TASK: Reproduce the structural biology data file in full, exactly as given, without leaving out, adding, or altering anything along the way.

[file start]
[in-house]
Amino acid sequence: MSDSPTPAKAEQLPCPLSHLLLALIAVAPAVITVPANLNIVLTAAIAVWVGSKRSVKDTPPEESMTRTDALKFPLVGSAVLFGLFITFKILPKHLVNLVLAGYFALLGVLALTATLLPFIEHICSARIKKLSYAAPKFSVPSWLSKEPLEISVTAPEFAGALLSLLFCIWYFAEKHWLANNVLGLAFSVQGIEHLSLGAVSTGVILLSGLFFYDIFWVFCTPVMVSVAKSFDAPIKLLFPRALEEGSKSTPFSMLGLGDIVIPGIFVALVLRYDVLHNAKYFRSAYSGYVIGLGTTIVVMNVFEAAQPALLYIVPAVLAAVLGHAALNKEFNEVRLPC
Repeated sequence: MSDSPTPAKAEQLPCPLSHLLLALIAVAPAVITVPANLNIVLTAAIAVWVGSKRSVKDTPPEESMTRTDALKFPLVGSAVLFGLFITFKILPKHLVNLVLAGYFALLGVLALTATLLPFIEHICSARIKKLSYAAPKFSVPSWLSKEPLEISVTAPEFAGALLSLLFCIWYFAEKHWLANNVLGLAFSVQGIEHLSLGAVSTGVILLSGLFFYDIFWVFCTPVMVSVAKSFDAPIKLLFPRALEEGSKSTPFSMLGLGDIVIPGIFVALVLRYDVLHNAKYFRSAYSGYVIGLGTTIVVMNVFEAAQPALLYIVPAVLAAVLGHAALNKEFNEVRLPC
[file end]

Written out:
[in-house]
Amino acid sequence: MSDSPTPAKAEQLPCPLSHLLLALIAVAPAVITVPANLNIVLTAAIAVWVGSKRSVKDTPPEESMTRTDALKFPLVGSAVLFGLFITFKILPKHLVNLVLAGYFALLGVLALTATLLPFIEHICSARIKKLSYAAPKFSVPSWLSKEPLEISVTAPEFAGALLSLLFCIWYFAEKHWLANNVLGLAFSVQGIEHLSLGAVSTGVILLSGLFFYDIFWVFCTPVMVSVAKSFDAPIKLLFPRALEEGSKSTPFSMLGLGDIVIPGIFVALVLRYDVLHNAKYFRSAYSGYVIGLGTTIVVMNVFEAAQPALLYIVPAVLAAVLGHAALNKEFNEVRLPC
Repeated sequence: MSDSPTPAKAEQLPCPLSHLLLALIAVAPAVITVPANLNIVLTAAIAVWVGSKRSVKDTPPEESMTRTDALKFPLVGSAVLFGLFITFKILPKHLVNLVLAGYFALLGVLALTATLLPFIEHICSARIKKLSYAAPKFSVPSWLSKEPLEISVTAPEFAGALLSLLFCIWYFAEKHWLANNVLGLAFSVQGIEHLSLGAVSTGVILLSGLFFYDIFWVFCTPVMVSVAKSFDAPIKLLFPRALEEGSKSTPFSMLGLGDIVIPGIFVALVLRYDVLHNAKYFRSAYSGYVIGLGTTIVVMNVFEAAQPALLYIVPAVLAAVLGHAALNKEFNEVRLPC